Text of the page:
Recently, Jay Butchko, Director of Retention and Acquisition Web Visibility Solutions,  co-hosted a webinar titled "Ethics Essentials for Successful Online Legal Marketing." 

Find out what's legal and what's not with real-life examples of online law firm marketing that violate ethics rules, and how to avoid repeating them.

There is no cost to download this webinar, focused on strategies to adhere to Rules of Professional Conduct. Learn to use these essential best practices — and apply them to your own marketing strategy.

Click here to access the recording.

Facebook Moves To Make Search More Personal

Phillip Livingston, CEO of Marketing and Business Solutions at LexisNexis, posted about Facebook's new "Graph Search" feature that they will begin to allow people to test.

What Graph Search will mean for lawyers looking to leverage social media remains to be seen. According to Whitson Gordon, editor in chief at "This is an awesome new feature for Facebook, not an awesome new feature for the internet. For anything not related to Facebook or your Facebook friends, you'll still be better off going to Google, or Yelp, or Amazon...." Others are predicting Graph Search will prove useful to people seeking lawyer referrals, lawyers looking for job opportunities, journalists needing legal SMEs, and more. We'll be watching the Graph Search launch with keen interest!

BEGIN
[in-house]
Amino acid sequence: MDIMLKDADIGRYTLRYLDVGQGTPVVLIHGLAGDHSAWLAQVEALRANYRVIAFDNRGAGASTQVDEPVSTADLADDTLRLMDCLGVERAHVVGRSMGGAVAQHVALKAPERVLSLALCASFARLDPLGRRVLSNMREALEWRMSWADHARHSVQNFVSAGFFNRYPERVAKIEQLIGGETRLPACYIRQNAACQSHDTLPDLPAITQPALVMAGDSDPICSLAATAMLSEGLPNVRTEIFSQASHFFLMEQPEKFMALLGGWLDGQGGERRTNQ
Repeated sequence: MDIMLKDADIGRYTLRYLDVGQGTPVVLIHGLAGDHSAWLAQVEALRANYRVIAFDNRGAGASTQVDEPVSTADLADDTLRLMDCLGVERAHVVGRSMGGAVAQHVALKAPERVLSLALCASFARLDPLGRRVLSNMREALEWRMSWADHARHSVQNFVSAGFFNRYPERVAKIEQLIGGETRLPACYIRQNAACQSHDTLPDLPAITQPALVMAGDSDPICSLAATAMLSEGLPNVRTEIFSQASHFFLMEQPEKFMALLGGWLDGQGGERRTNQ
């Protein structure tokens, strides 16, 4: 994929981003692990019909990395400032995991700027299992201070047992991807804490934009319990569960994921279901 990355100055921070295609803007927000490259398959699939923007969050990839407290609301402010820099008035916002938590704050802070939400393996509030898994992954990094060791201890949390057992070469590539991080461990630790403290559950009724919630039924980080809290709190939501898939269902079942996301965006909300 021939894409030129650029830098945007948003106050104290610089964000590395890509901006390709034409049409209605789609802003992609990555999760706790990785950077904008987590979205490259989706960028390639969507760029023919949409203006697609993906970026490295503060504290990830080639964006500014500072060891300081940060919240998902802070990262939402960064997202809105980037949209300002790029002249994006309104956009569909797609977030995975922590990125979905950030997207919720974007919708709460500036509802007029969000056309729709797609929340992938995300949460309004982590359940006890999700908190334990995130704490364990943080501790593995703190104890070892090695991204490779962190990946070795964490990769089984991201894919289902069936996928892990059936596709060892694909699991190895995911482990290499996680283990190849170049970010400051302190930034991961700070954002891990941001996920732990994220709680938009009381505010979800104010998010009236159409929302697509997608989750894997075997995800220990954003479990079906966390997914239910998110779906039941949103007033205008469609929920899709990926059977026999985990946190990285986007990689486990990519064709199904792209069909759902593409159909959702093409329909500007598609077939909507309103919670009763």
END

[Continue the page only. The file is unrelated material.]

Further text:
So what is it?

"It's going to cause people to do all kinds of searches they have never done before because you couldn't do these searches before," says Danny Sullivan, founding editor of in a story by the Los Angeles Times. In short, it adds another layer of possibilities for what you'll be able to search for and find on the site. As opposed to searching the Web, Graph Search takes place within Facebook. If it proves popular, it could mean users begin to spend even more time on the site.

According to Facebook, Graph Search will enable you to search using simple, specific phrases like "photos my friends took in New York City" or "restaurants my friends like in London." You can look up anything shared with you on Facebook, and others can find stuff you've shared with them. Each person sees unique results. If there isn't a match, it will show results from Bing.